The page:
N29 Sidam Bau Wong Bau Ek PKR
 Penang P045 Bukit Mertajam N14 Machang Bubok Lee Khai Loon PKR
P046 Batu Kawan N17 Bukit Tengah Gooi Hsiao-Leung PKR
N18 Bukit Tambun Goh Choon Aik PKR
P048 Bukit Bendera N24 Kebun Bunga Lee Boon Heng PKR
P052 Bayan Baru N35 Batu Uban Kumaresan Aramugam PKR
N36 Pantai Jerejak Fahmi Zainol PKR
N37 Batu Maung Mohamad Abdul Hamid PKR
 Perak P063 Tambun N24 Hulu Kinta Muhamad Arafat Varisai Mahamad PKR
P070 Kampar N43 Tulang Sekah Mohd Azlan Helmi PKR
P071 Gopeng N45 Simpang Pulai Wong Chai Yi PKR
N46 Teja Sandrea Ng Shy Ching PKR
P075 Bagan Datuk N54 Hutan Melintang Wasanthee Sinnasamy PKR
 Pahang P082 Indera Mahkota N13 Semambu Chan Chun Kuang PKR
P083 Kuantan N14 Teruntum Sim Chon Siang PKR
Nominated Member Rizal Jamin PKR
 Selangor P097 Selayang N14 Rawang Chua Wei Kiat PKR
P098 Gombak N16 Sungai Tua Amirudin Shari PKR
P099 Ampang N19 Bukit Antarabangsa Mohd Kamri Kamaruddin PKR
N20 Lembah Jaya Altimet PKR
P102 Bangi N25 Kajang David Cheong Kian Young PKR
P105 Petaling Jaya N32 Seri Setia Mohammad Fahmi Ngah PKR
P106 Damansara N37 Bukit Lanjan Pua Pei Ling PKR
P107 Sungai Buloh N39 Kota Damansara Muhammad Izuan Ahmad Kasim PKR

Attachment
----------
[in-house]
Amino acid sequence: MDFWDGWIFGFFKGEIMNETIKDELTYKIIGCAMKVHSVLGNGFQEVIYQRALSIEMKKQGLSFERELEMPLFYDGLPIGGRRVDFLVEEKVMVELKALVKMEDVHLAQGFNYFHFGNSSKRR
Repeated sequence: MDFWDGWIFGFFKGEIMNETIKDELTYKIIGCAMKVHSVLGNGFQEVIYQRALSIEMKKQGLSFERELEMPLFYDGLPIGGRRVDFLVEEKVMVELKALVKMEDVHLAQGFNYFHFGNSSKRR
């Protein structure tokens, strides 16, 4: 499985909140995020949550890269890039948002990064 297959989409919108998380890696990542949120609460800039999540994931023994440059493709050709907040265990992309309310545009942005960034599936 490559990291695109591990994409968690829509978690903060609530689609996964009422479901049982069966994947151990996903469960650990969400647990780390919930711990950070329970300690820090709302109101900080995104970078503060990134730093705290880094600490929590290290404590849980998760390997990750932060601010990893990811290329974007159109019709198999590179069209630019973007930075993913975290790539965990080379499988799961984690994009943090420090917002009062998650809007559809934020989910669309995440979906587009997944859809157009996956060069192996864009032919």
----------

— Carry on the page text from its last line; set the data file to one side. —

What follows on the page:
P108 Shah Alam N40 Kota Anggerik Najwan Halimi PKR
P110 Klang N46 Pelabuhan Klang Azmizam Zaman Huri PKR
P111 Kota Raja N48 Sentosa Gunarajah George PKR
P113 Sepang N51 Tanjong Sepat Borhan Aman Shah PKR
 Negeri Sembilan P128 Seremban N13 Sikamat Aminuddin Harun PKR
N14 Ampangan Tengku Zamrah Tengku Sulaiman PKR
P129 Kuala Pilah N18 Pilah Noorzunita Begum Mohd Ibrahim PKR
P132 Port Dickson N29 Chuah Yew Boon Lye PKR
N33 Sri Tanjung Rajasekaran Gunnasekaran PKR
 Johor P163 Kulai N51 Bukit Batu Arthur Chiong Sen Sern PKR
 Sabah P171 Kota Kinabalu N15 Api-Api Christina Liew Chin Jin PKR
P172 Sepanggar N18 Inanam Peto Galim PKR
Total Perlis (1), Kedah (2), Penang (7), Perak (5), Pahang (3), Selangor (12), Negeri Sembilan (5), Johor (1), Sabah (2)

PKR state governments[edit]

State Leader type Member Party State Constituency
 Negeri Sembilan Menteri Besar Aminuddin Harun PKR Sikamat
 Selangor Menteri Besar Amirudin Shari PKR Sungai Tua
State Leader type Member Party State Constituency
 Penang Deputy Chief Minister I Mohamad Abdul Hamid PKR Batu Maung

General election results[edit]

Election Total seats won Seat Contested Total votes Share of votes Outcome of election Election leader
1999
5 / 193
78 773,679 11.67% Increase5 seats; Opposition coalition
(Barisan Alternatif)
Wan Azizah Wan Ismail
2004
1 / 219
80 617,518 8.9% Decrease4 seats; Opposition coalition